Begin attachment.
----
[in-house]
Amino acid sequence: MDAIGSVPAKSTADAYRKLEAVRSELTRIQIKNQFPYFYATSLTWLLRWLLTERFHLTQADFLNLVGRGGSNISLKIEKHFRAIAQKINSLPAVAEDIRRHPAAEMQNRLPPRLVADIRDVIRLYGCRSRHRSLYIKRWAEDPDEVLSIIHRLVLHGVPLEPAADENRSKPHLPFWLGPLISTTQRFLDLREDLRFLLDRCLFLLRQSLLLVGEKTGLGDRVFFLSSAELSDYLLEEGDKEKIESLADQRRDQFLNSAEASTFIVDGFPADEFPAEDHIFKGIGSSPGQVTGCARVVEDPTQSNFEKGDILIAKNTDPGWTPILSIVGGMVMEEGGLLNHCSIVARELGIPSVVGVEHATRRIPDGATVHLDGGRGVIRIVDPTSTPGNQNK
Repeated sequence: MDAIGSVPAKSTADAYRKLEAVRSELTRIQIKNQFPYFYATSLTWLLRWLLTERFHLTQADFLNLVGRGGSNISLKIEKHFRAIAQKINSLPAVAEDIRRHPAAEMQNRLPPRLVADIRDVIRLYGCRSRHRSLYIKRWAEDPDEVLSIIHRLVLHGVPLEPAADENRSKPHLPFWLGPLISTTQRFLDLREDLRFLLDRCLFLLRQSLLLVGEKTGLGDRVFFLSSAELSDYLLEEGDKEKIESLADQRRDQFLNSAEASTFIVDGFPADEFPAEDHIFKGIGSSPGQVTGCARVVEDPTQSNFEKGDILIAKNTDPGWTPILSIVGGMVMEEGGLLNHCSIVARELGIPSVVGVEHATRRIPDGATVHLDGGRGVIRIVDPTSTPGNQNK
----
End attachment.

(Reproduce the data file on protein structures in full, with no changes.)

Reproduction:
[in-house]
Amino acid sequence: MDAIGSVPAKSTADAYRKLEAVRSELTRIQIKNQFPYFYATSLTWLLRWLLTERFHLTQADFLNLVGRGGSNISLKIEKHFRAIAQKINSLPAVAEDIRRHPAAEMQNRLPPRLVADIRDVIRLYGCRSRHRSLYIKRWAEDPDEVLSIIHRLVLHGVPLEPAADENRSKPHLPFWLGPLISTTQRFLDLREDLRFLLDRCLFLLRQSLLLVGEKTGLGDRVFFLSSAELSDYLLEEGDKEKIESLADQRRDQFLNSAEASTFIVDGFPADEFPAEDHIFKGIGSSPGQVTGCARVVEDPTQSNFEKGDILIAKNTDPGWTPILSIVGGMVMEEGGLLNHCSIVARELGIPSVVGVEHATRRIPDGATVHLDGGRGVIRIVDPTSTPGNQNK
Repeated sequence: MDAIGSVPAKSTADAYRKLEAVRSELTRIQIKNQFPYFYATSLTWLLRWLLTERFHLTQADFLNLVGRGGSNISLKIEKHFRAIAQKINSLPAVAEDIRRHPAAEMQNRLPPRLVADIRDVIRLYGCRSRHRSLYIKRWAEDPDEVLSIIHRLVLHGVPLEPAADENRSKPHLPFWLGPLISTTQRFLDLREDLRFLLDRCLFLLRQSLLLVGEKTGLGDRVFFLSSAELSDYLLEEGDKEKIESLADQRRDQFLNSAEASTFIVDGFPADEFPAEDHIFKGIGSSPGQVTGCARVVEDPTQSNFEKGDILIAKNTDPGWTPILSIVGGMVMEEGGLLNHCSIVARELGIPSVVGVEHATRRIPDGATVHLDGGRGVIRIVDPTSTPGNQNK